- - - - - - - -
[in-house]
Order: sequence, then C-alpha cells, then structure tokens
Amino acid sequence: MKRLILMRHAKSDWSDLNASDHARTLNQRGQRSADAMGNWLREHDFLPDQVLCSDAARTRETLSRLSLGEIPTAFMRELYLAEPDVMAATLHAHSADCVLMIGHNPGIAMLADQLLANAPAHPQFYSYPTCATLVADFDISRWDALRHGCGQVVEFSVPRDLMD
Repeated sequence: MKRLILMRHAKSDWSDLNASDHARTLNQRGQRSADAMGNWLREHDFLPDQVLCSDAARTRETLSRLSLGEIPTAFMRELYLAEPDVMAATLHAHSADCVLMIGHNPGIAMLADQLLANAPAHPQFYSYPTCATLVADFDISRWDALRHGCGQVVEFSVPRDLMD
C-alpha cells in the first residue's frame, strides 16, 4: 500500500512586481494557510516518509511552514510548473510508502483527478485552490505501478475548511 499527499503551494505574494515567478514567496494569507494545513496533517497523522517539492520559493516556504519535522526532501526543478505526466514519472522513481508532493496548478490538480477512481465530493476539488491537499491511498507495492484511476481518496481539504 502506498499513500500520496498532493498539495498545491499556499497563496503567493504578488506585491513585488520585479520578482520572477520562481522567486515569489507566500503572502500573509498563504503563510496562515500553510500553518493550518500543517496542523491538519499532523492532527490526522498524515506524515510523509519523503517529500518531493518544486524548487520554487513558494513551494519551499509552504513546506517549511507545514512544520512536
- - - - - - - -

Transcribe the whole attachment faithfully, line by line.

[in-house]
Order: sequence, then C-alpha cells, then structure tokens
Amino acid sequence: MKRLILMRHAKSDWSDLNASDHARTLNQRGQRSADAMGNWLREHDFLPDQVLCSDAARTRETLSRLSLGEIPTAFMRELYLAEPDVMAATLHAHSADCVLMIGHNPGIAMLADQLLANAPAHPQFYSYPTCATLVADFDISRWDALRHGCGQVVEFSVPRDLMD
Repeated sequence: MKRLILMRHAKSDWSDLNASDHARTLNQRGQRSADAMGNWLREHDFLPDQVLCSDAARTRETLSRLSLGEIPTAFMRELYLAEPDVMAATLHAHSADCVLMIGHNPGIAMLADQLLANAPAHPQFYSYPTCATLVADFDISRWDALRHGCGQVVEFSVPRDLMD
C-alpha cells in the first residue's frame, strides 16, 4: 500500500512586481494557510516518509511552514510548473510508502483527478485552490505501478475548511 499527499503551494505574494515567478514567496494569507494545513496533517497523522517539492520559493516556504519535522526532501526543478505526466514519472522513481508532493496548478490538480477512481465530493476539488491537499491511498507495492484511476481518496481539504 502506498499513500500520496498532493498539495498545491499556499497563496503567493504578488506585491513585488520585479520578482520572477520562481522567486515569489507566500503572502500573509498563504503563510496562515500553510500553518493550518500543517496542523491538519499532523492532527490526522498524515506524515510523509519523503517529500518531493518544486524548487520554487513558494513551494519551499509552504513546506517549511507545514512544520512536